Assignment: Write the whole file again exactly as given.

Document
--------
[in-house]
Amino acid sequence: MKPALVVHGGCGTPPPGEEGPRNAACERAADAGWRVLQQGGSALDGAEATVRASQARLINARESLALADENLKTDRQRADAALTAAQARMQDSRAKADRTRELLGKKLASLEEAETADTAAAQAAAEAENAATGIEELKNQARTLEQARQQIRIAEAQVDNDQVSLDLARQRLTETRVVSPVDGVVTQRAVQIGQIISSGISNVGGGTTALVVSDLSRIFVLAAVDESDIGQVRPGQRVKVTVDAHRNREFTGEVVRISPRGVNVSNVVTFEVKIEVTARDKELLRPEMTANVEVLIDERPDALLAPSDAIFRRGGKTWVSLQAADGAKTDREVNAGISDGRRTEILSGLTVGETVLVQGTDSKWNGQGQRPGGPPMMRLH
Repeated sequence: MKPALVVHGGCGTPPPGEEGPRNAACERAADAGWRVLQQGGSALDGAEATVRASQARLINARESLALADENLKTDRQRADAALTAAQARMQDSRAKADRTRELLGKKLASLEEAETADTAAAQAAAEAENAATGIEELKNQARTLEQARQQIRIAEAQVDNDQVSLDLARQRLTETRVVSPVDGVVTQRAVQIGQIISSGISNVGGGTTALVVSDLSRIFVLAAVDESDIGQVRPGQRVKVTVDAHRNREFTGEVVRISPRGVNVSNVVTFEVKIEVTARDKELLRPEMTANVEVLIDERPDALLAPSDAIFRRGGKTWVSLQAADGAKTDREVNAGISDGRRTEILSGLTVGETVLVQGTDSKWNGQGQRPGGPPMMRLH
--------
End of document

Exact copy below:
[in-house]
Amino acid sequence: MKPALVVHGGCGTPPPGEEGPRNAACERAADAGWRVLQQGGSALDGAEATVRASQARLINARESLALADENLKTDRQRADAALTAAQARMQDSRAKADRTRELLGKKLASLEEAETADTAAAQAAAEAENAATGIEELKNQARTLEQARQQIRIAEAQVDNDQVSLDLARQRLTETRVVSPVDGVVTQRAVQIGQIISSGISNVGGGTTALVVSDLSRIFVLAAVDESDIGQVRPGQRVKVTVDAHRNREFTGEVVRISPRGVNVSNVVTFEVKIEVTARDKELLRPEMTANVEVLIDERPDALLAPSDAIFRRGGKTWVSLQAADGAKTDREVNAGISDGRRTEILSGLTVGETVLVQGTDSKWNGQGQRPGGPPMMRLH
Repeated sequence: MKPALVVHGGCGTPPPGEEGPRNAACERAADAGWRVLQQGGSALDGAEATVRASQARLINARESLALADENLKTDRQRADAALTAAQARMQDSRAKADRTRELLGKKLASLEEAETADTAAAQAAAEAENAATGIEELKNQARTLEQARQQIRIAEAQVDNDQVSLDLARQRLTETRVVSPVDGVVTQRAVQIGQIISSGISNVGGGTTALVVSDLSRIFVLAAVDESDIGQVRPGQRVKVTVDAHRNREFTGEVVRISPRGVNVSNVVTFEVKIEVTARDKELLRPEMTANVEVLIDERPDALLAPSDAIFRRGGKTWVSLQAADGAKTDREVNAGISDGRRTEILSGLTVGETVLVQGTDSKWNGQGQRPGGPPMMRLH